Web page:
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Mr. Stephen O'Brien: To ask the Secretary of State for Education and Skills if she will list the research on further education (a) undertaken and (b) commissioned by (i) her Department and (ii) the Learning and Skills Council in each year since 2001. 
Bill Rammell: Further education colleges and sixth form colleges are autonomous bodies, which negotiate pay and conditions with staff and their unions without Government involvement either nationally or locally. The Government have no plans to impose a national pay structure on further education colleges.
Joan Walley: To ask the Secretary of State for Education and Skills if she will make an assessment of the merits of ring-fencing Learning and Skills Council funds for lecturers' pay; and if she will make a statement. 
Bill Rammell: We have worked hard with the LSC to simplify funding arrangements including reducing the number of separate budgets for further education. This has reduced bureaucracy and has made college funding more simple and transparent. We would be reluctant to reverse this process, which has been welcomed by colleges and their staff. Success for All", the strategy for reforming further education and training, makes clear that the Government's approach to pay is to enable local flexibility to meet local needs and to encourage a clear link between pay and individual performance. FE colleges and sixth form colleges are autonomous bodies, which negotiate pay and conditions with staff and their unions without Government involvement either nationally or locally.
Mr. Gibb: To ask the Secretary of State for Education and Skills what percentage of secondary school pupils achieved level 5 and above at key stage 3 in (a) reading, (b) writing, (c) mathematics and (d) reading, writing and mathematics combined in (i) 2002, (ii) 2003 and (iii) 2004. 
|Percentage of pupils achieving Level 5 or above|
|Reading, writing and mathematics||||||57||59|
Mr. Hoban: To ask the Secretary of State for Education and Skills what assessment she has made of the relative attainment at key stage 3 between (a) boys and girls and (b) those eligible and ineligible for freeschool meals since the launch of the key stage 3 strategy. 
Andrew Rosindell: To ask the Secretary of State for Education and Skills how much funding has been allocated in 200506 to helping children who run away from care homes; and what steps are being taken to tackle the problem. 
Maria Eagle: The Department of Health published 'Children Missing from Care and Homea guide to good practice' in November 2002, in tandem with the Social Exclusion Unit's report Young Runaways". This was issued, along with Circular LAC (2002)17 under section 7 of the Local Authority Social Services Act 1970, making the guidance a requirement for local authorities. This guidance requires that protocols about the management of 'missing from care incidents' are drawn up with the police and that a senior manager is appointed to monitor these and that there should be regular reports to council members with responsibility for corporate parenting" on patterns of children going missing from care.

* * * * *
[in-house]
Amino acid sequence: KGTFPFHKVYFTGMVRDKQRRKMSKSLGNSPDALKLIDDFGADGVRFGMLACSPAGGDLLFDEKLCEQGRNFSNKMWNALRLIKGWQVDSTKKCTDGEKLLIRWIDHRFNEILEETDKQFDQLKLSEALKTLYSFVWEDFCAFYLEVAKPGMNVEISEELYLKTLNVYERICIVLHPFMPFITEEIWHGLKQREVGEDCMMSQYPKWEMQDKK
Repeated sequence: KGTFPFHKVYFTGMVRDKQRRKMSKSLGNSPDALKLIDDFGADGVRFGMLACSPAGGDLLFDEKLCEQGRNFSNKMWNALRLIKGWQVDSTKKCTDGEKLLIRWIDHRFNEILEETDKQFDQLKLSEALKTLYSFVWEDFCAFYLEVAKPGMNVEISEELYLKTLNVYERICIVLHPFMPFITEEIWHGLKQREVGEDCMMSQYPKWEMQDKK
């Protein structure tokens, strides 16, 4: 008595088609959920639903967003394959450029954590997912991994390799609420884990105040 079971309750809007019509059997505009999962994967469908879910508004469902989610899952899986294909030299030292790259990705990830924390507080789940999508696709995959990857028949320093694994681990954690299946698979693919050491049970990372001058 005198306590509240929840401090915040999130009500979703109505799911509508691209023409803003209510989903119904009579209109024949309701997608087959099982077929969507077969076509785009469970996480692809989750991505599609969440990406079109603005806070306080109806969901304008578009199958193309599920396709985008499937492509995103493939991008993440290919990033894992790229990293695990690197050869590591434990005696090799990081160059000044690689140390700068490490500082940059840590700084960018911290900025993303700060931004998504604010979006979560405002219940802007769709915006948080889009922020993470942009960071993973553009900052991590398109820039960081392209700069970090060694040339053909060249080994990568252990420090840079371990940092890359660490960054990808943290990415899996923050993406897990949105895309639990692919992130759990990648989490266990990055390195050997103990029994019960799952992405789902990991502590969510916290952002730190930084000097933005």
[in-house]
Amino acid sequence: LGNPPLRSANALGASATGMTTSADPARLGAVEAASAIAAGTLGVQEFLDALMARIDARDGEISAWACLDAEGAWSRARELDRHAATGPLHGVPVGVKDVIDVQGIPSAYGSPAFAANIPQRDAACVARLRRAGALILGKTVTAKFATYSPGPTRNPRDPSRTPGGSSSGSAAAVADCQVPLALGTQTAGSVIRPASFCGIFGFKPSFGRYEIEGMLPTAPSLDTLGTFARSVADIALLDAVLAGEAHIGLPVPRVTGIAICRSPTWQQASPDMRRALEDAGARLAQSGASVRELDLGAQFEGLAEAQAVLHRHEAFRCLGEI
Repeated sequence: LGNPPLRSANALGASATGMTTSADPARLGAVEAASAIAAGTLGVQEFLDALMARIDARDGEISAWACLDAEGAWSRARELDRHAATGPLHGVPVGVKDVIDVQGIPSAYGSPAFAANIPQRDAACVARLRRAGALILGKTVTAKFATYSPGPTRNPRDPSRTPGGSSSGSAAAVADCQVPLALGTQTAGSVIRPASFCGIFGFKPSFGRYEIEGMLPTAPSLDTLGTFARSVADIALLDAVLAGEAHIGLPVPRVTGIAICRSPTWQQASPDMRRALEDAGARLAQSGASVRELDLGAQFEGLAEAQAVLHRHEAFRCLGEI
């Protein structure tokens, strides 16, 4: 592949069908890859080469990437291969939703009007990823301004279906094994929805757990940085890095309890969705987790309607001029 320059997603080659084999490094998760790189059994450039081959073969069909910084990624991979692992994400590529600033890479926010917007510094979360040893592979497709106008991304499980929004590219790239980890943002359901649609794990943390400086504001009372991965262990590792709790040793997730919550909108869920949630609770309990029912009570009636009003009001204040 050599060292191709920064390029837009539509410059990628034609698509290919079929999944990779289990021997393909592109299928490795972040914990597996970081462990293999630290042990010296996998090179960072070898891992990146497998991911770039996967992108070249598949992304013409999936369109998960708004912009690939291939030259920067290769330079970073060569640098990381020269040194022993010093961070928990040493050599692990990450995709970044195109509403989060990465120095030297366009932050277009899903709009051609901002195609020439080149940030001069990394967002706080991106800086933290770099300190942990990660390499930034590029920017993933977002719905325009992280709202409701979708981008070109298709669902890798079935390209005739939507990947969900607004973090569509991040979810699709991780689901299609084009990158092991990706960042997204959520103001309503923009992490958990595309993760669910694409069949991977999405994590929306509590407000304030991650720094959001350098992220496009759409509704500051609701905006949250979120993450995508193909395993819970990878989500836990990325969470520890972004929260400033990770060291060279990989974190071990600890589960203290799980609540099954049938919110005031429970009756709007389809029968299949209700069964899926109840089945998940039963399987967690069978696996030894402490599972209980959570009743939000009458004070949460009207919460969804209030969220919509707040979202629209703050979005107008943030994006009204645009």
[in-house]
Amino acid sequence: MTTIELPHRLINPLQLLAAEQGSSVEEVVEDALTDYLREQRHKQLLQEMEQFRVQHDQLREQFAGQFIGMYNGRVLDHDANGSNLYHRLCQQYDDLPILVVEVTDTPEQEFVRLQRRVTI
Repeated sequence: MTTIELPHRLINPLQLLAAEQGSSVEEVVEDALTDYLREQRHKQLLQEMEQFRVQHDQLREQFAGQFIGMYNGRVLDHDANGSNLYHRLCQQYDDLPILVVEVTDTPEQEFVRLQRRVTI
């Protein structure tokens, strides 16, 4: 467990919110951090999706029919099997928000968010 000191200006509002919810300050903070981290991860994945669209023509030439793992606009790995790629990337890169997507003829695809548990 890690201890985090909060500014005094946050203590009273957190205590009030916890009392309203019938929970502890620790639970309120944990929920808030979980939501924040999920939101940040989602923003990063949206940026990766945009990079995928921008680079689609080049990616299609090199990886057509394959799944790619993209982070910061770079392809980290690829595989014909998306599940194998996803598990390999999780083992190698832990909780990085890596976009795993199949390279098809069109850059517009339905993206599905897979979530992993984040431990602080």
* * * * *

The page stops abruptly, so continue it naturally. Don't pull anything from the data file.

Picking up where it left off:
This guidance supports the requirements that are set out in the Children's Homes Regulations 2002 and the Fostering Services Regulations 2002 and their related national minimum standards, that all homes and
26 Oct 2005 : Column 390W
fostering services should have explicit procedures to follow when children in their care may be missing or absent.
Mr. Burstow: To ask the Secretary of State for Education and Skills pursuant to her answer of 18 October 2005, Official Report, column 962W on national vocational qualifications; how many national vocational qualifications were awarded (a) in food preparation and cooking and (b) without the nutrition element in each of the last five years. 
|Year of award||Number of awards (rounded to the nearest 100)|
Andrew Rosindell: To ask the Secretary of State for Education and Skills how many overseas students attended universities in England in 200405; and how much they contributed to the income of these universities. 
|Non-EU overseas students at English HE Institutions 2003/04|
|Number of students(6)||161,600|
|Income from HE course fees (£ million)||1,121.5|
Mr. Burstow: To ask the Secretary of State for Education and Skills what assessment her Department has made of the impact of the decision in R. v. Leonard Cheshire Foundation  H.R.L.R.30 on the applicability of the Human Rights Act 1998 to privately-run children's homes. 
Maria Eagle: This case relates to adults who expected to live out the remainder of their lives in a particular residential care home. Although sometimes older children in particular are placed in a children's home until such time as they are ready for a move to independence, for most children such placements are made on a much shorter-term basis.
Before placing a child in a children's home, local authorities need to take a clear view of the stability and viability of the home, and its ability to provide care to meet the child's individual needs for the required period of time. I would expect a local authority placing a child in a children's home to do whatever is necessary to ensure that the child's human rights are protected.
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